It has long been said that the Copyright Designs and Patents Act 1988 (CDPA) which regulates all aspects of intellectual property law in the UK with the exception of trade marks, is not fit for the challenges posed by the digital age. This is because the Act was not drafted or designed to handle infringements such as downloading a movie or CD because, quite frankly, these were not realistic threats to IP rights at the time of drafting (I’m pretty sure if you mentioned the words ‘ipad’, ‘smart phone’, ‘broadband’ or ‘netbook’ to the draftsman they would have returned a very confused look). However, the rapid development of the digital age has made these threats a reality with millions of people downloading illegal material from the comfort of their own living room!
The government responded to the inadequacies of the CDPA by enacting the Communications Act 2003 and the Digital Economy Act 2010. It is the latter of these that has the biggest implications for illegal downloading, permitting copyright owners to monitor and report infringements to internet service providers (ISPs). In the worst case scenario the copyright owners can apply for a court order to make the ISP disclose the actual details of the infringer so the copyright owner can pursue legal action against them! As it stands there is a ‘three strikes in a year’ system in place. ISPs are notified by the snooping copyright owner in the form of a copyright infringement report which contains the IP address of the infringer. The ISP will then send a notification letter to the infringer detailing the alleged copyright infringement. If an infringer ends up with three of these in a 12 month period they face the possibility of the copyright owner applying for an order for the ISP to disclose information on the infringer for use in copyright proceedings. The maximum fine under the Act is a whopping £50,000 with other sanctions including limiting internet access and speed!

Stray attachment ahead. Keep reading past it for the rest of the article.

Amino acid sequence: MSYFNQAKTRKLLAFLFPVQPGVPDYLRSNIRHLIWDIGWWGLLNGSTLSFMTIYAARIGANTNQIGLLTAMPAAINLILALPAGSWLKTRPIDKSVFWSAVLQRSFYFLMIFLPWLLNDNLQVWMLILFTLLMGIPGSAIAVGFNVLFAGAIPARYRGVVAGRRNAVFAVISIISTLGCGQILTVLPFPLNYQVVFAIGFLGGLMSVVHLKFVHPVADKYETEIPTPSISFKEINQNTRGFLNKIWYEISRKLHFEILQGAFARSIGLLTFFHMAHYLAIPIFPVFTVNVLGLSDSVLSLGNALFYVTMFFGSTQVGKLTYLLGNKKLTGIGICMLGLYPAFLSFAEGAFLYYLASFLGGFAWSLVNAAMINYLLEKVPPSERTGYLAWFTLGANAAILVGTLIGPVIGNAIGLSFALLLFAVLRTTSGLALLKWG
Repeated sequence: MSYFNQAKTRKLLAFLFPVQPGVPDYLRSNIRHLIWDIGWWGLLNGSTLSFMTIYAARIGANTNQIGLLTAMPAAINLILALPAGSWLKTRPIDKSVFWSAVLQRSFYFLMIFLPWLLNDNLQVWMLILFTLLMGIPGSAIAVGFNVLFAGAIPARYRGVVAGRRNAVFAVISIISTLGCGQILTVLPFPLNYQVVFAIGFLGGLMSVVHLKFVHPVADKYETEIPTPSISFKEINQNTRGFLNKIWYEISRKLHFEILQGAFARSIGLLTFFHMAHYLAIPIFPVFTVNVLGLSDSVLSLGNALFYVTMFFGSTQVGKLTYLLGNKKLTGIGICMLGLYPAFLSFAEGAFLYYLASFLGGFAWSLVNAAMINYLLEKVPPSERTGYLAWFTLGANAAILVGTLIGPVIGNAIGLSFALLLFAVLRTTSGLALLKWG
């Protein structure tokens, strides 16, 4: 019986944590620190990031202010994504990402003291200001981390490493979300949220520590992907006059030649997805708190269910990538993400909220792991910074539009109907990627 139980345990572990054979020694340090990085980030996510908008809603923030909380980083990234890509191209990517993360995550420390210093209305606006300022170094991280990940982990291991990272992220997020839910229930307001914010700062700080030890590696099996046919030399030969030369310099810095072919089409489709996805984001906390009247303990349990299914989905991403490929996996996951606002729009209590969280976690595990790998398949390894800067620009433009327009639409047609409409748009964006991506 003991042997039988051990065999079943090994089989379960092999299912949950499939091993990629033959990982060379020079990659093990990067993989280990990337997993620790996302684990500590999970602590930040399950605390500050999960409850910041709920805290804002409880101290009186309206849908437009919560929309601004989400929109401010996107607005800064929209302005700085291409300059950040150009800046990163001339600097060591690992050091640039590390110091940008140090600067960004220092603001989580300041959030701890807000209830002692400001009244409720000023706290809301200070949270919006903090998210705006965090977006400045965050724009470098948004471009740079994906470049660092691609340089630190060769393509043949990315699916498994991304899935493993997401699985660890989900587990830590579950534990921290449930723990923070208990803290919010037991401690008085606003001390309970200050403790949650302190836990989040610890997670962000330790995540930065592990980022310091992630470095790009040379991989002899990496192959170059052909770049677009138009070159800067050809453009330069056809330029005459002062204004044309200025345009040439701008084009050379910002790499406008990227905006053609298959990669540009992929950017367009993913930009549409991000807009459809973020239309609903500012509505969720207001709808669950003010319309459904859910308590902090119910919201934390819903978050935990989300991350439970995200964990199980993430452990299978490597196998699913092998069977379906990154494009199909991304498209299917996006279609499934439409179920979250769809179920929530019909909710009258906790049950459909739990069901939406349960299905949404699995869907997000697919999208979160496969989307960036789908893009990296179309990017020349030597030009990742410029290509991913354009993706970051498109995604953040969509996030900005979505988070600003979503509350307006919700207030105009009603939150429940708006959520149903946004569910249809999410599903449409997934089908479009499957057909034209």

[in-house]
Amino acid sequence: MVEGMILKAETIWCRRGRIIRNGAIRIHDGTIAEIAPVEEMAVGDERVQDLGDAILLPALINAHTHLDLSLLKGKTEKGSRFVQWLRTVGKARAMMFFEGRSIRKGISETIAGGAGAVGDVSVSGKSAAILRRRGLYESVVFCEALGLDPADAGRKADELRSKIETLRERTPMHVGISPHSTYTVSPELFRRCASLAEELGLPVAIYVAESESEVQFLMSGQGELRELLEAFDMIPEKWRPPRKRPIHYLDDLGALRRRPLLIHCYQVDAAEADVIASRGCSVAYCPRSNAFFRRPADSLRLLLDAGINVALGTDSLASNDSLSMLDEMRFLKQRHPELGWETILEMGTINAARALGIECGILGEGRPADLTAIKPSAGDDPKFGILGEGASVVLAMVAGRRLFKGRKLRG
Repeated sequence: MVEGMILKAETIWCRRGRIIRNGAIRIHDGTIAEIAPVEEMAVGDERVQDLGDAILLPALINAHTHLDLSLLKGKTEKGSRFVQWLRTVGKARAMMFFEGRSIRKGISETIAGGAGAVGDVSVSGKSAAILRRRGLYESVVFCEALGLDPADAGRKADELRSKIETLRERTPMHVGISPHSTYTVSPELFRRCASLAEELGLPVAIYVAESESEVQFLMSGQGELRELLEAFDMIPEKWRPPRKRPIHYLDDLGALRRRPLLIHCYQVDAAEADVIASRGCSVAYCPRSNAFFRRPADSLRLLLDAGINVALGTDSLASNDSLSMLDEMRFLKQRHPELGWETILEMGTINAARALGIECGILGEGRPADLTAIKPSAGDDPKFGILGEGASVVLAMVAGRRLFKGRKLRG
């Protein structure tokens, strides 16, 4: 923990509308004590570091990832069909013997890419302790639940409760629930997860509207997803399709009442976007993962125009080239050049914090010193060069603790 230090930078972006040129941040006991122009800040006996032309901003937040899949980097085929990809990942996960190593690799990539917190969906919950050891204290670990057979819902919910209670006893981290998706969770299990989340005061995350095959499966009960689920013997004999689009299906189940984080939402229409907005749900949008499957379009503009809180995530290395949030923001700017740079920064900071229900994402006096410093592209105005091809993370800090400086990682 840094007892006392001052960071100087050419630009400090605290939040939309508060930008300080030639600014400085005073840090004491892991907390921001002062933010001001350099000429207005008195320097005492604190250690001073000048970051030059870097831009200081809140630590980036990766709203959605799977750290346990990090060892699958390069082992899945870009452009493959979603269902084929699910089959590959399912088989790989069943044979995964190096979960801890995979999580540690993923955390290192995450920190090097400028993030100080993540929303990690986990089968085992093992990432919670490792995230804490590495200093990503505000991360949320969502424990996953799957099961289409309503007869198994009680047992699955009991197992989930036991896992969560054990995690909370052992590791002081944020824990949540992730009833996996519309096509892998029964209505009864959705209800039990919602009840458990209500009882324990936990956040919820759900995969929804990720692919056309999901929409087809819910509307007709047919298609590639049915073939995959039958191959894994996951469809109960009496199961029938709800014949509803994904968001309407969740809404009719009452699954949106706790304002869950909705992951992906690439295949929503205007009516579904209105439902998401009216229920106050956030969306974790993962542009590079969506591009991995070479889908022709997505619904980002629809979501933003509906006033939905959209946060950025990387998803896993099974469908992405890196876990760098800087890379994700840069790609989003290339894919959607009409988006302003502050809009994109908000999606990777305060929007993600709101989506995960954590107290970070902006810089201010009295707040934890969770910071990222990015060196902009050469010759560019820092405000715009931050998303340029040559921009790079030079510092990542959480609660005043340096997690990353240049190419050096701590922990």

This Act clearly has some teeth but it does not appear to be enough for business secretary Vince Cable who has announced further methods to tackle copyright infringement. There is to be a new intellectual property crime unit to be set up by the City of London Police, dedicated to targeting illegal downloading and counterfeit products such as knock-off DVDs. So far we have seen the likes of PirateBay tackled by copyright law but it is now likely we will see more individuals being the subject of copyright proceedings in both the civil and criminal courts. The Government is proposing a national consumer campaign in spring of next year to highlight the concerns about illegal downloading. Despite the fact the material is readily available to all who try to find it (and even those who don’t), people need to be aware that downloading copyright protected material is illegal and real punishments do apply.
Just because it doesn’t appear that anyone is watching does not mean they aren’t and the possibility of being traced for illegal downloading is very real and is not something to be taken lightly. Infringers, I bet the living room isn’t looking so comfortable now…
All information is correct on the date of posting.